What are Disability-Adjusted Life Years?
Comparing disparate health interventions
How would you compare an intervention that prevents one person from going blind to another that saves the life of a child? Saving a life seems like the clear choice, but does that change once you learn that it costs $50 to prevent blindness and $2,000 to save a child’s life? Does it change if saving the life costs $50,000? If preventing blindness costs $2? Where is the line, and how can you come to know it?
We faced these questions at ImpactMatters. Take our list of Top Health Nonprofits. In ranking the impact of nonprofits within the health field, we needed a metric we could use to compare disparate interventions — one that could tell us where to draw the line between saving a life and preventing “x” cases of blindness. We follow the precedent of the broader health community: To standardize our intervention-specific estimates, we use disability-adjusted life years.1
Disability-adjusted life years (DALYs) measure the years of healthy life lost to a disability or death. “Disability” is a general term here. It describes any condition that impairs the physical or mental health of an individual, ranging in severity from near-sightedness to a parasitic disease. Health interventions aim to avert DALYs, since averting one DALY means giving back a year of healthy life to someone.
The power of the DALY lies in its ability to capture both ways in which a disability affects a person’s health: length of life and quality of life. Before the DALY, health professionals primarily used mortality to assess the value of an intervention.2 But mortality is too blunt a tool. Interventions that focus on improving the quality of life — such as interventions that combat blindness — have merit even if they save few lives. The DALY is cleverly designed to capture both dimensions. To calculate DALYs, one takes the sum of the years of life lost to death and the years of life lost to disability.3
Calculating years lost to death is straightforward: If a given condition causes someone to die prematurely, calculate how many extra years of life that person would have lived if not for that condition.
The nuance of the DALY calculation lies in its second component: years of life lost to disability. Years of life lost to disability takes the years that someone lives with a disability and uses a disability weight to convert it to the equivalent years of death.4 Disability weights answer the question: how many years of living with a disability would it take for someone to prefer dying a year early? If a disability is relatively benign, like mild acid reflux, that conversion rate is low. Indeed, mild acid reflux symptoms have a disability weight of 0.0115; many people would prefer to live with mild acid reflux for 90 years than die a year early. In contrast, disability weights are high for intense disabilities like severe opioid dependence. A disability weight of 0.697 demonstrates that many would prefer dying a year early to experiencing that level of opioid dependence for two years.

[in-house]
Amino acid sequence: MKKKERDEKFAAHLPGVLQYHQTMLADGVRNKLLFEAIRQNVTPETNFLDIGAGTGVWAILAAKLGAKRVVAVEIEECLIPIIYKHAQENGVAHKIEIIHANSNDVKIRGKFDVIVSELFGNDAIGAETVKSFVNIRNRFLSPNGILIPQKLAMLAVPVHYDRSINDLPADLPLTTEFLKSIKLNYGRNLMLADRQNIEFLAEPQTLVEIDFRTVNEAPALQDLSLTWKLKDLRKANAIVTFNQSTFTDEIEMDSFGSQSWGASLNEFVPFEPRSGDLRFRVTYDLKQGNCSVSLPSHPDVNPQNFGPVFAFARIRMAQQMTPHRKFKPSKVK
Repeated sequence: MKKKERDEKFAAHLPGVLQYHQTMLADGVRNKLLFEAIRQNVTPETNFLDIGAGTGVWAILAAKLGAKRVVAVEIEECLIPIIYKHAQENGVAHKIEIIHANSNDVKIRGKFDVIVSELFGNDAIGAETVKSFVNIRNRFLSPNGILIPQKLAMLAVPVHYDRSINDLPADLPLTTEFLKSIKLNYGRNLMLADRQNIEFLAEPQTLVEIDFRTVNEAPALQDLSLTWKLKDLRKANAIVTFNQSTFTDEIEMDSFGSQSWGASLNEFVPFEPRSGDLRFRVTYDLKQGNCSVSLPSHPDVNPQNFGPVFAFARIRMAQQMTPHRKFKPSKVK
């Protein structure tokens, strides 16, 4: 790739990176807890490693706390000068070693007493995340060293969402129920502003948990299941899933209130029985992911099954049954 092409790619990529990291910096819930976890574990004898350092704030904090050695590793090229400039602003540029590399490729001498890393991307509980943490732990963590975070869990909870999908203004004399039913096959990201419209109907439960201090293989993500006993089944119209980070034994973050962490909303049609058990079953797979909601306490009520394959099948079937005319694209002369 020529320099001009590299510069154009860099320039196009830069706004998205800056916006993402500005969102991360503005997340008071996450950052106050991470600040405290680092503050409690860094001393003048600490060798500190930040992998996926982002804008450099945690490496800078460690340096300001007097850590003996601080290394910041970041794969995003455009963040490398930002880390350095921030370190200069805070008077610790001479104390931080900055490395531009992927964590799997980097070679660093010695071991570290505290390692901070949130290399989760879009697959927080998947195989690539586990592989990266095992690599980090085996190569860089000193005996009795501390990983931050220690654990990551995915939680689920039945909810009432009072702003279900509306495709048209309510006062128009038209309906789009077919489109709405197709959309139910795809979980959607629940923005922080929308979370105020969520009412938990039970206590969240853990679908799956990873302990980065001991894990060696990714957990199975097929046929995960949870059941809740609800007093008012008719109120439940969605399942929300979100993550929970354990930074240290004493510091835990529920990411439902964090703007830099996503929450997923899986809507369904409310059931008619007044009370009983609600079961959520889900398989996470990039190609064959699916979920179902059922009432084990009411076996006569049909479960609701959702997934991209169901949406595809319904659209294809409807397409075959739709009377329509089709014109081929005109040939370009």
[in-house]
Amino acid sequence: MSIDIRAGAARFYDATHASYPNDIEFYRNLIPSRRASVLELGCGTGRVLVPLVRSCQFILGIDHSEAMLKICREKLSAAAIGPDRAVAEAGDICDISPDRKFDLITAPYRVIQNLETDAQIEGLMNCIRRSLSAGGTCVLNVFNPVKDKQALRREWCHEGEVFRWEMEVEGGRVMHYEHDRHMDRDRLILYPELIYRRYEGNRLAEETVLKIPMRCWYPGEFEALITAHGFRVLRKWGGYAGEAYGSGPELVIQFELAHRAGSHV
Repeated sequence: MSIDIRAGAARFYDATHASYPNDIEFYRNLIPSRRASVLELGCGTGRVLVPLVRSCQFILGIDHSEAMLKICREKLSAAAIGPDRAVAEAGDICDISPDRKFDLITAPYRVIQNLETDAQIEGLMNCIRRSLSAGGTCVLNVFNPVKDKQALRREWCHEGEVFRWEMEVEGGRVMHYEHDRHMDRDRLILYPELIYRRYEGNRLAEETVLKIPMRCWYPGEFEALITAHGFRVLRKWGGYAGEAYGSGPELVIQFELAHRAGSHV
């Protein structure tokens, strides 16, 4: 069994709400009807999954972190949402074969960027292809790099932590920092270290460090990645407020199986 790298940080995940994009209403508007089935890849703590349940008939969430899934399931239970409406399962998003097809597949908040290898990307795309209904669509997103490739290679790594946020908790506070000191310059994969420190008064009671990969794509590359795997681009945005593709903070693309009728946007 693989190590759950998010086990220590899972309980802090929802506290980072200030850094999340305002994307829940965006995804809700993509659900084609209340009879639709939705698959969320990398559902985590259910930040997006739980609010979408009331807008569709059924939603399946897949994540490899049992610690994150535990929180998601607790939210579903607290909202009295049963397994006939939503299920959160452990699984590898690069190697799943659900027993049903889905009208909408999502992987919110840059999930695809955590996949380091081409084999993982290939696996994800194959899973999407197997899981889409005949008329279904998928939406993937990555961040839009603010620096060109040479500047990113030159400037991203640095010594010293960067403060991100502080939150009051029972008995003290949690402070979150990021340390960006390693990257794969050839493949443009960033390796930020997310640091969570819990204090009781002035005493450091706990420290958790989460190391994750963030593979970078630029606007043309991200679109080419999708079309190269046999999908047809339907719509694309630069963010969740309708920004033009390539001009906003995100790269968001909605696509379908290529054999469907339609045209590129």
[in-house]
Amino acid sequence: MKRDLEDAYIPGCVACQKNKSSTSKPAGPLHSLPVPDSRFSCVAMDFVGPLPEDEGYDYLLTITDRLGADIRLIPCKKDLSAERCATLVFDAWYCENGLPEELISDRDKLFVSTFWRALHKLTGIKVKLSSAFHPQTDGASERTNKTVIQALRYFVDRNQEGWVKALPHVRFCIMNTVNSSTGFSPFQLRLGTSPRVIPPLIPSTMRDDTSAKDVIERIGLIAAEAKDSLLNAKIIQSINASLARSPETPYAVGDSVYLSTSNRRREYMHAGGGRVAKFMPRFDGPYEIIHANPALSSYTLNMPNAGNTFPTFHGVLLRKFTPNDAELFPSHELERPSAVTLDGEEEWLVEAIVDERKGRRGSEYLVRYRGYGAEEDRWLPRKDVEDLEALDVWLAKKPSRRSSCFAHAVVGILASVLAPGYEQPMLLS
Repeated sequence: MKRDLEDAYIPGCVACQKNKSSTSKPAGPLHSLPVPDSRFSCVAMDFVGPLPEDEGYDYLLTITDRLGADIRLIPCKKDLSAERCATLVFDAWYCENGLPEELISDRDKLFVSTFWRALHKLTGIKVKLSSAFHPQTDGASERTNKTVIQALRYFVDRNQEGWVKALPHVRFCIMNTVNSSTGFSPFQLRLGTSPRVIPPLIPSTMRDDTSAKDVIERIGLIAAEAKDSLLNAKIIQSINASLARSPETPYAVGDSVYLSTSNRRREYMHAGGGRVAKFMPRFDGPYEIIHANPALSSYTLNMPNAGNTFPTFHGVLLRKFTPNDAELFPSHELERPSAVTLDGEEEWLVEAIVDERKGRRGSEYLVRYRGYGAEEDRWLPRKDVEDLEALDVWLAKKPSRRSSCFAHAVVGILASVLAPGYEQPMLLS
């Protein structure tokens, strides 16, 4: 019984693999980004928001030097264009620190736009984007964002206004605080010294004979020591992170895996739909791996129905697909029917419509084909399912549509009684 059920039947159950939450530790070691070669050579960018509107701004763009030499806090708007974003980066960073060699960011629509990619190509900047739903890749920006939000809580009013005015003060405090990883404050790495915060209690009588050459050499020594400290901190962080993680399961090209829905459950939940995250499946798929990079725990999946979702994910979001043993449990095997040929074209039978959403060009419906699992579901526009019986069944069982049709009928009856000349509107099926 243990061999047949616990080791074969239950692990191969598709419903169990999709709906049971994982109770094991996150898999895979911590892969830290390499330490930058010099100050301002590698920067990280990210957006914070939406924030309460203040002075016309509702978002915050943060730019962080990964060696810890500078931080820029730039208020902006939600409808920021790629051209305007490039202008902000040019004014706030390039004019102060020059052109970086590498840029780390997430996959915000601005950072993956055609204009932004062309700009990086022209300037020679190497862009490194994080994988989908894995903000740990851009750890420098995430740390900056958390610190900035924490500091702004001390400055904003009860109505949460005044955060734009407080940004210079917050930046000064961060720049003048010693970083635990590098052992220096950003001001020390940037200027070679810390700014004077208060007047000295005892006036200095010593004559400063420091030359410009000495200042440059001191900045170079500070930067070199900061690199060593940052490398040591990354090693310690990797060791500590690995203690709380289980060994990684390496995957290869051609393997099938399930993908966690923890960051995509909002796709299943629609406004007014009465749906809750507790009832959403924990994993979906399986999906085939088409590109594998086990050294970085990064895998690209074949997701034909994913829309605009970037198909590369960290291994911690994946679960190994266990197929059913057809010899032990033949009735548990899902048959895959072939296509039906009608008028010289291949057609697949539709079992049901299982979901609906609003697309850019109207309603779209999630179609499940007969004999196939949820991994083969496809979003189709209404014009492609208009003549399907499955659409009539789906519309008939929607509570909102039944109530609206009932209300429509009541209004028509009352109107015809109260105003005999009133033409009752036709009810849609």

Let’s return to the Top Health Nonprofits. We wanted to identify the nonprofits that did the most good with the fewest dollars. To compare apples to apples, we converted dissimilar outcomes like blindness, malnutrition and brain damage into the same metric, DALYs. Sightsavers took the top spot, spending just $50 per case of blindness prevented in India, which roughly translates to $8 per averted DALY. Sightsavers ranks closely to Integrate Health, a community health nonprofit focusing on women and children in Togo. Integrate Health saves a child’s life for $2,000, which roughly translates to $30 per DALY averted. Our use of DALYs enabled us to see that vision care and community health interventions can both be highly cost-effective ways of improving health.
Standardizing disparate outcomes raises weighty, provocative questions. Does the death of an adult feel worse than the death of an infant for you? Do you disagree with the standard rates used to convert years spent with a certain disability to equivalent years of life lost? Should those rates of conversion be universal or are there important differences in the way people experience health conditions across, say, countries, gender and income level? We grapple with these questions too. But while tweaks like age-weighting might, some argue, improve the DALY, it remains the best metric developed to date to quantify and compare health effects, at least within an order of magnitude. Without a standardized metric like it, comparing health interventions would be guesswork: bias-driven and error-prone. The DALY enables us to check our gut intuition. It is a powerful tool, created by thoughtful people to solve a serious problem.
1 While the quality-adjusted life year (QALY) is the most common integrated metric used in assessing the cost-effectiveness of health interventions in high-income countries, most of the health interventions we analyze take place in low-income countries. For health interventions in low-income countries, DALYs are standard. See Chapter 3 of the Institute of Medicine’s 2006 Valuing Health for Regulatory Cost-Effectiveness Analysis for more information on alternative assessment metrics.
5 The disability weights used here are drawn from the Global Burden of Disease Study 2017 Disability Weights. Weights were determined using a combination of panel-based and case-outcomes based methods. Panel-based methods present to a panel of health professionals or representatives of the general population a vignette describing the effect of a given health condition. Members of the panel then score the health status of interest between zero and one. Case-outcomes methods, on the other hand, survey individuals actually affected by the health condition in question on their generic health status in order to determine weights.